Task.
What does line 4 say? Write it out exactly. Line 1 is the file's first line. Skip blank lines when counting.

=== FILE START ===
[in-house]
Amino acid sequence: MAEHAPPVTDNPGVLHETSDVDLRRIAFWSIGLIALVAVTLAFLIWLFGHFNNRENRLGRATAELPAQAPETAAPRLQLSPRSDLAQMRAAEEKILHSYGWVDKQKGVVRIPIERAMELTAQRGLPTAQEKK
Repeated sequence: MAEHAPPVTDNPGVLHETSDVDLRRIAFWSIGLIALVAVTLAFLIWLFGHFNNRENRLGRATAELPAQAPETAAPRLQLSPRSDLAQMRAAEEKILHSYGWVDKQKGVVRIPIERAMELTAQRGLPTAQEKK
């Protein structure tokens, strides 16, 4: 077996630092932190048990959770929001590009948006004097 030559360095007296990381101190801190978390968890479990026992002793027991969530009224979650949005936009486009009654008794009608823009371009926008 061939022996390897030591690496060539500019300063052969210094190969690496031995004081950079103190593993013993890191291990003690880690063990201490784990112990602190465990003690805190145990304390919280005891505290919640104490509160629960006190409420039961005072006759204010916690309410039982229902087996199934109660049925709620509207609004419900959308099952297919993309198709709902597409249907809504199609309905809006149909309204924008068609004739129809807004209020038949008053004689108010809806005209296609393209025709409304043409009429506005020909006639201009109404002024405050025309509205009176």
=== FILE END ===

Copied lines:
């Protein structure tokens, strides 16, 4: 077996630092932190048990959770929001590009948006004097 030559360095007296990381101190801190978390968890479990026992002793027991969530009224979650949005936009486009009654008794009608823009371009926008 061939022996390897030591690496060539500019300063052969210094190969690496031995004081950079103190593993013993890191291990003690880690063990201490784990112990602190465990003690805190145990304390919280005891505290919640104490509160629960006190409420039961005072006759204010916690309410039982229902087996199934109660049925709620509207609004419900959308099952297919993309198709709902597409249907809504199609309905809006149909309204924008068609004739129809807004209020038949008053004689108010809806005209296609393209025709409304043409009429506005020909006639201009109404002024405050025309509205009176």